JSDF, Marines perfect command control during Yama Sakura
KIN BLUE BEACH, OKINAWA, Japan -- Marines and sailors with the 3rd Marine Expeditionary Brigade partnered with U.S. Army soldiers and members of the Japan Self-Defense Force Dec. 7-14 to conduct exercise Yama Sakura 63.
Led by U.S. Army Forces Pacific, Yama Sakura is an annual command post exercise designed to strengthen military operations and ties between U.S. forces and the JSDF and exercise mutual capabilities for the defense of Japan.
This year’s iteration of Yama Sakura was significant because it was the first time 3rd MEB, a part of III Marine Expeditionary Force, has participated in the exercise since the unit’s activation last December.
“At the 3rd MEB level, we’re showing that we can integrate seamlessly with our Japanese allies to accomplish mission objectives,” said Col. John A. Ostrowski, chief of staff for 3rd MEB. “At the strategic level, we’re demonstrating that we, the United States, are a reliable partner and a committed ally.”
The exercise provides a vital opportunity to increase the abilities of the Marines and sailors of 3rd MEB and to work together with their counterparts in the JSDF, according to Lt. Col. Rodney Legowski, the operations officer for 3rd MEB.
“It contributes greatly to our alliance,” said Legowski. “It’s a major exercise that is truly bilateral in nature and strengthens our relationships with the JSDF.”
In command post exercises such as Yama Sakura, service members practice staff coordination and military decision making by reacting to a computer-based scenario rather than using actual combat units. But even though the units controlled by 3rd MEB are notional, the concepts rehearsed are very real.
“To train at a MEB level with all live forces would be very expensive, time-consuming, and it would perhaps come at the expense of other training objectives throughout the year,” said Ostrowski. “So we set up response cells, which are groups of people in the simulation center that can initiate actions within the simulation according to the decisions we make and the guidance we give them from the staff.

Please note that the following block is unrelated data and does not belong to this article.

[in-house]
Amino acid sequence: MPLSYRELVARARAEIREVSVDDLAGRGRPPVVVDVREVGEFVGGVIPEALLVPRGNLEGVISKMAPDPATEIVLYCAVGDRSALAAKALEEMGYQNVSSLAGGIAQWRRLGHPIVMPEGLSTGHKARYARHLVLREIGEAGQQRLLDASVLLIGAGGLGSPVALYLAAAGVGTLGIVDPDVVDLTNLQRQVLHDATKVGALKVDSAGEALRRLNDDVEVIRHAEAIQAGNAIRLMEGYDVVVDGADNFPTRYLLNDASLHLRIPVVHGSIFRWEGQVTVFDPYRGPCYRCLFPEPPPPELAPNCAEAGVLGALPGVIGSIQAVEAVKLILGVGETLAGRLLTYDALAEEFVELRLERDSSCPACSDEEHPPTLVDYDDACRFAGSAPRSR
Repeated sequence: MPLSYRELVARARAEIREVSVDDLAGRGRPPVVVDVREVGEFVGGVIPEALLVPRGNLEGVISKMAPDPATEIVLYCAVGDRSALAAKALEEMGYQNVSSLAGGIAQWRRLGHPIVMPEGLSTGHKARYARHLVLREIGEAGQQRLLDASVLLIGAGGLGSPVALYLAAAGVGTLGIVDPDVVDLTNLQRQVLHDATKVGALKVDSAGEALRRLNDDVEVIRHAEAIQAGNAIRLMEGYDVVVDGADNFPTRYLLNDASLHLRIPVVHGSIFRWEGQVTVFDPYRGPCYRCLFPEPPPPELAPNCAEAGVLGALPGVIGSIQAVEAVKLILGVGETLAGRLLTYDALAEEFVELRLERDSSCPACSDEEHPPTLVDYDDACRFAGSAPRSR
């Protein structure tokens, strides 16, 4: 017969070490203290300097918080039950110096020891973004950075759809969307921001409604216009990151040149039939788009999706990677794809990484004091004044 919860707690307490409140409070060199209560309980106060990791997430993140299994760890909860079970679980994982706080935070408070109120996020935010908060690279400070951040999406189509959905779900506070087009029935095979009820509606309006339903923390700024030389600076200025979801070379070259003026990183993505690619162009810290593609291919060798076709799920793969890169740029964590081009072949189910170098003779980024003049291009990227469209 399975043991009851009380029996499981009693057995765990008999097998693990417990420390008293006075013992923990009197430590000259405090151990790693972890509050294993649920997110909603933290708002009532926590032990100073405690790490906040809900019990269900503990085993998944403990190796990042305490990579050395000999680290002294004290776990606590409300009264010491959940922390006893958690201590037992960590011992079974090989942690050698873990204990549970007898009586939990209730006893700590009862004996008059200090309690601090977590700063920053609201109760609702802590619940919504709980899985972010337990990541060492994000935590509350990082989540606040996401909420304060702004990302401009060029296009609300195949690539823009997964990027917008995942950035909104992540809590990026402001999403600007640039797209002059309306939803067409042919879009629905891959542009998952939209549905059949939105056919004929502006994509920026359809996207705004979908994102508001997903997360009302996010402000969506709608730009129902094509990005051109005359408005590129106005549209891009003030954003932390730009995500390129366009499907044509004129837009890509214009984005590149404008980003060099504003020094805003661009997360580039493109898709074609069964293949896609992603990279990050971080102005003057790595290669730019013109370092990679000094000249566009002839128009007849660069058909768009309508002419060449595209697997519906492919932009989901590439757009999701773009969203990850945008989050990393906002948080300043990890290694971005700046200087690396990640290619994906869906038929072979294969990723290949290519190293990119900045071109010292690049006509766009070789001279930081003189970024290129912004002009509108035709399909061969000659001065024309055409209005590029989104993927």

“Essentially, it’s a way to simulate all that while still replicating the staff and decision-making processes and orders that we would be doing in real life,” said Ostrowski.
According to Legowski, this process closely approximates real-world combat reporting and increases training value.
“The response cells are replicating our subordinate elements,” said Legowski. “They are providing real-time updates on unit locations, current operations and anticipated future operations.”
Once the data reaches the combat operations center, it is projected on a screen that enables 3rd MEB Marines and sailors to make decisions and respond to events as if they were engaged in actual combat operations.
Gunnery Sgt. Timothy Judd, the senior watch chief for 3rd MEB, acknowledged that command post exercises increase a unit’s ability to operate as a fully-integrated Marine Air-Ground Task Force.
“We have to be able to fight the battle with not only that element that’s in the fight, but everybody else who’s in the MEB’s sphere of influence,” said Judd. “The MEB takes care of a threat or contingency by using their main subordinate commands, ensuring that information is coming up, and the answers are getting sent back down. That’s what a command post exercise is all about.”
This year’s iteration of Yama Sakura is the 31st since the Japan-based exercise series began in 1982. The weeklong exercise is the culmination of several months of planning and bilateral coordination between U.S. and Japanese forces.